It is now three months since the west launched its economic war against Russia, and it is not going according to plan. On the contrary, things are going very badly indeed.
Sanctions were imposed on Vladimir Putin not because they were considered the best option, but because they were better than the other two available courses of action: doing nothing or getting involved militarily.
The first set of economic measures were introduced immediately after the invasion, when it was assumed Ukraine would capitulate within days. That didn’t happen, with the result that sanctions – while still incomplete – have gradually been intensified.
There is, though, no immediate sign of Russia pulling out of Ukraine and that’s hardly surprising, because the sanctions have had the perverse effect of driving up the cost of Russia’s oil and gas exports, massively boosting its trade balance and financing its war effort. In the first four months of 2022, Putin could boast a current account surplus of $96bn (£76bn) – more than treble the figure for the same period of 2021.
When the EU announced its partial ban on Russian oil exports earlier this week, the cost of crude oil on the global markets rose, providing the Kremlin with another financial windfall. Russia is finding no difficulty finding alternative markets for its energy, with exports of oil and gas to China in April up more than 50% year on year.
That’s not to say the sanctions are pain-free for Russia. The International Monetary Fund estimates the economy will shrink by 8.5% this year as imports from the west collapse. Russia has stockpiles of goods essential to keep its economy going, but over time they will be used up.
But Europe is only gradually weaning itself off its dependency on Russian energy, and so an immediate financial crisis for Putin has been warned. The ruble – courtesy of capital controls and a healthy trade surplus – is strong. The Kremlin has time to find alternative sources of spare parts and components from countries willing to circumvent western sanctions.
When the global movers and shakers met in Davos last week, the public message was condemnation of Russian aggression and renewed commitment to stand solidly behind Ukraine. But privately, there was concern about the economic costs of a prolonged war.
These concerns are entirely justified. Russia’s invasion of Ukraine has given an added boost to already strong price pressures. The UK’s annual inflation rate stands at 9% – its highest in 40 years – petrol prices have hit a record high and the energy price cap is expected to increase by £700-800 a year in October. Rishi Sunak’s latest support package to cope with the cost-of-living crisis was the third from the chancellor in four months – and there will be more to come later in the year.
As a result of the war, western economies face a period of slow or negative growth and rising inflation – a return to the stagflation of the 1970s. Central banks – including the Bank of England – feel they have to respond to near double-digit inflation by raising interest rates. Unemployment is set to rise. Other European countries face the same problems, if not more so, since most of them are more dependent on Russian gas than is the UK.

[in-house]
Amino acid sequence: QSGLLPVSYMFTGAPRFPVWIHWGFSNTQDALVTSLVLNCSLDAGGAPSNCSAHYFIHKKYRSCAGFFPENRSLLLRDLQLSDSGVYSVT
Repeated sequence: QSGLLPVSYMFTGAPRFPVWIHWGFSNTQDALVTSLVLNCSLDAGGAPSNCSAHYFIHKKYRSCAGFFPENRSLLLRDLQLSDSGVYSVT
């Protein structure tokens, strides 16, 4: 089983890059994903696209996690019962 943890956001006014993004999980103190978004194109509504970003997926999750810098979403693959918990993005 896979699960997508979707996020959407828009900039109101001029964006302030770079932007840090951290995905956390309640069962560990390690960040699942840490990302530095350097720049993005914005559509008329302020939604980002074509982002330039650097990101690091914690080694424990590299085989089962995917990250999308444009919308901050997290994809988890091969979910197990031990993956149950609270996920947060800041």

The problems facing the world’s poorer countries are of a different order of magnitude. For some of them the issue is not stagflation, but starvation, as a result of wheat supplies from Ukraine’s Black Sea ports being blocked.
As David Beasley, the executive director of the World Food Program put it: “Right now, Ukraine’s grain silos are full. At the same time, 44 million people around the world are marching towards starvation.”
In every multilateral organization – the IMF, the World Bank, the World Trade Organization and the United Nations – fears are growing of a humanitarian catastrophe. The position is simple: unless developing nations are energy exporters themselves, they face a triple whammy in which fuel and food crises trigger financial crises. Faced with the choice of feeding their populations or paying their international creditors, governments will opt for the former. Sri Lanka was the first country since the Russian invasion to default on its debts, but is unlikely to be the last. The world appears closer to a full-blown debt crisis than at any time since the 1990s.
Putin has rightly been condemned for “weaponising” food, but his willingness to do so should come as no surprise. From the start, the Russian president has been playing a long game, waiting for the international coalition against him to fragment. The Kremlin thinks Russia’s threshold for economic pain is higher than the west’s, and it is probably right about that.
If proof were needed that sanctions are not working, then President Joe Biden’s decision to supply Ukraine with advanced rocket systems provides it. The hope is that modern military technology from the US will achieve what energy bans and the seizure of Russian assets have so far failed to do: force Putin to withdraw his troops.
Complete defeat for Putin on the battlefield is one way the war could end, although as things stand that doesn’t appear all that likely. There are other possible outcomes. One is that the economic blockade eventually works, with ever-tougher sanctions forcing Russia to back down. Another is a negotiated settlement.
Putin is not going to surrender unconditionally, and the potential for severe collateral damage from the economic war is obvious: falling living standards in developed countries; famine, food riots and a debt crisis in the developing world.
The atrocities committed by Russian troops mean compromising with the Kremlin is currently hard to swallow, but economic reality suggests only one thing: sooner or later a deal will be struck.
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